Clare Valley is famed for its hilly topography and cooler temperatures. The best sites are of high elevation and protected from the full strength of the sun's rays. In fact, it is the combination of exposure and altitude that helps to retain freshness in the region's wines, alongside a wide diurnal range. Australia's best examples of Riesling often hail from the Clare Valley.
Elgin is an emerging region in South Africa, known for being one of the coolest areas in the winelands. This makes Elgin a promising region for white wines, with several wineries producing particularly crisp, refreshing Sauvignon Blancs.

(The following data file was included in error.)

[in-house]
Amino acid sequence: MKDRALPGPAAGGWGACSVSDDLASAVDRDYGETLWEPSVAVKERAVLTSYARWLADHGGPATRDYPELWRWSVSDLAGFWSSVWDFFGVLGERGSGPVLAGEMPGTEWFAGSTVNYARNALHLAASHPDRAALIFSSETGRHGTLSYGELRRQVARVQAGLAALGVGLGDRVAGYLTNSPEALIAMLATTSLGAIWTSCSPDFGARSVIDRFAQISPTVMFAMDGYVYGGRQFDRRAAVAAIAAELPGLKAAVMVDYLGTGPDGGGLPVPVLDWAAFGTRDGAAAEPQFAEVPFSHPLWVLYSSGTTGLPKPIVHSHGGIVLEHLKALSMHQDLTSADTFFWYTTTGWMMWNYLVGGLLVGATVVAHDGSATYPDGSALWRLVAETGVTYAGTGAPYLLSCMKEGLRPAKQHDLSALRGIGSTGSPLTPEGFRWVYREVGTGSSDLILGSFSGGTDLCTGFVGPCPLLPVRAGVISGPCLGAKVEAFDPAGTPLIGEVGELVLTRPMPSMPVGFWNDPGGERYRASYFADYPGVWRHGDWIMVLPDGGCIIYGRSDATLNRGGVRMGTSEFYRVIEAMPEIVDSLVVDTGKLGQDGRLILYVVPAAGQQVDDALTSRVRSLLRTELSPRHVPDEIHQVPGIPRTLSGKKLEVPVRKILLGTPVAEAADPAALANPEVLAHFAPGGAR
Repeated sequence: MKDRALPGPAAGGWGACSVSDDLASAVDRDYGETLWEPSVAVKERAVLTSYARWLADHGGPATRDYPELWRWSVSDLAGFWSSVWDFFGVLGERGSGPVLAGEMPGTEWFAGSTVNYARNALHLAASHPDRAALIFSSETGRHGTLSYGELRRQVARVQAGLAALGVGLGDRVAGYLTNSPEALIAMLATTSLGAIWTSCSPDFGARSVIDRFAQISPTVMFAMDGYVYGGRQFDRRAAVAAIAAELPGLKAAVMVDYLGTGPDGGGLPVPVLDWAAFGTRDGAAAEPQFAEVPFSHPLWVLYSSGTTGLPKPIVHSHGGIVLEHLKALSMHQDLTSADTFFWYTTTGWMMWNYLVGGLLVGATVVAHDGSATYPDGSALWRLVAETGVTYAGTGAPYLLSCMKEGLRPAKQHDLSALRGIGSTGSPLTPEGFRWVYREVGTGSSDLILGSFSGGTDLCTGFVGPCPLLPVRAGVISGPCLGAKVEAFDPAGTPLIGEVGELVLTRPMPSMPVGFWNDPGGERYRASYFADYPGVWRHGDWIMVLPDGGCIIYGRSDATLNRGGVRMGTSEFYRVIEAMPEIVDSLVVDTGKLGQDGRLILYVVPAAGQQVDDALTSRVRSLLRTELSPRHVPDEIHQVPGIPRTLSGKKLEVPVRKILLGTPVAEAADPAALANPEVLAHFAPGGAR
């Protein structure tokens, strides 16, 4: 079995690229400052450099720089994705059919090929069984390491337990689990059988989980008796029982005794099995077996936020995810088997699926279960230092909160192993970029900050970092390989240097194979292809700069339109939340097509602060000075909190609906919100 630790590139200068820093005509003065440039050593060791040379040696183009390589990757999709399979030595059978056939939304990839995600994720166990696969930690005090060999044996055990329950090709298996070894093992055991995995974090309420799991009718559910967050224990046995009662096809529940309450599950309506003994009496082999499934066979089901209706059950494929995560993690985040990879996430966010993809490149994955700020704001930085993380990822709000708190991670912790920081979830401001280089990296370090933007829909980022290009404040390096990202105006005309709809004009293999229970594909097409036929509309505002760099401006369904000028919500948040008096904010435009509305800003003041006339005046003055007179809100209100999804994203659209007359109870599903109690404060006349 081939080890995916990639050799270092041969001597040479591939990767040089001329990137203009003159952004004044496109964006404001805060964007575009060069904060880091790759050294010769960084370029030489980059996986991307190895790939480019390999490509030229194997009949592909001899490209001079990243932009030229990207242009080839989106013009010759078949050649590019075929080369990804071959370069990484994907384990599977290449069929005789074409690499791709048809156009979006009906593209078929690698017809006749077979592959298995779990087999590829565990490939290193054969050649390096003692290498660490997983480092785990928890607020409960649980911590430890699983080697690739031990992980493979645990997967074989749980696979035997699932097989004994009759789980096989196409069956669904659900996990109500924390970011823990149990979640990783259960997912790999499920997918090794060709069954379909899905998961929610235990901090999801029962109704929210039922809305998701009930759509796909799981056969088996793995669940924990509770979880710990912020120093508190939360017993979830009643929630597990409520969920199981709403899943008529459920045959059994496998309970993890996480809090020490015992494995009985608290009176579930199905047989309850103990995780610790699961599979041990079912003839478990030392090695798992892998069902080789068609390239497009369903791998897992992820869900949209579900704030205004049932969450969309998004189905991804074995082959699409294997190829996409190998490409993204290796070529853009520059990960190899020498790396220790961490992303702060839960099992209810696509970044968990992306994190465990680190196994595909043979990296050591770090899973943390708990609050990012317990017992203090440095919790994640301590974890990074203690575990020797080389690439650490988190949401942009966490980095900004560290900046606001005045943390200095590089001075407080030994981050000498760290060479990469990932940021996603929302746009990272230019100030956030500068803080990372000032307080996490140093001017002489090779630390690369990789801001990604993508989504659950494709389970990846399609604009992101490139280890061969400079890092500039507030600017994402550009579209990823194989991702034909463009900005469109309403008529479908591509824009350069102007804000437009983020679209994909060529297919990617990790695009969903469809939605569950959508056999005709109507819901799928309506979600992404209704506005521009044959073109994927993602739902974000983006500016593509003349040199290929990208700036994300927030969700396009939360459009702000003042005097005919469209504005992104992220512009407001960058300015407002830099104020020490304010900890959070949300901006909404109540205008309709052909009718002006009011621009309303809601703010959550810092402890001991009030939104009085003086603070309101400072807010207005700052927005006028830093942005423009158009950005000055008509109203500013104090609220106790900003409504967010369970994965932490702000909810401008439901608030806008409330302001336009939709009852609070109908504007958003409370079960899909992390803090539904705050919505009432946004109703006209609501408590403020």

Hemel-en-Aarde, or “Heaven and Earth” as it means in English, is a cool climate South African wine region within the wider Walker Bay and in close proximity to the Atlantic Ocean. A distinctly maritime profile and frequent cooling breezes has encouraged plantings of Pinot Noir and Chardonnay, where it generally excels. The region is further split in to three sub-appellations: Valley, Upper Valley and Ridge, each with its own distinct character, according to soil type, topography and climate. They were created as recently as 2009 and time will tell as to how these variations manifest themselves in the final wines. The most famous inhabitants of the Hemel-en-Aarde are Hamilton Russell, Newton Johnson and Bouchard Finlayson, as well as a number of increasingly important producers such as Restless River, Storm Wines and Tesserlaarsdall.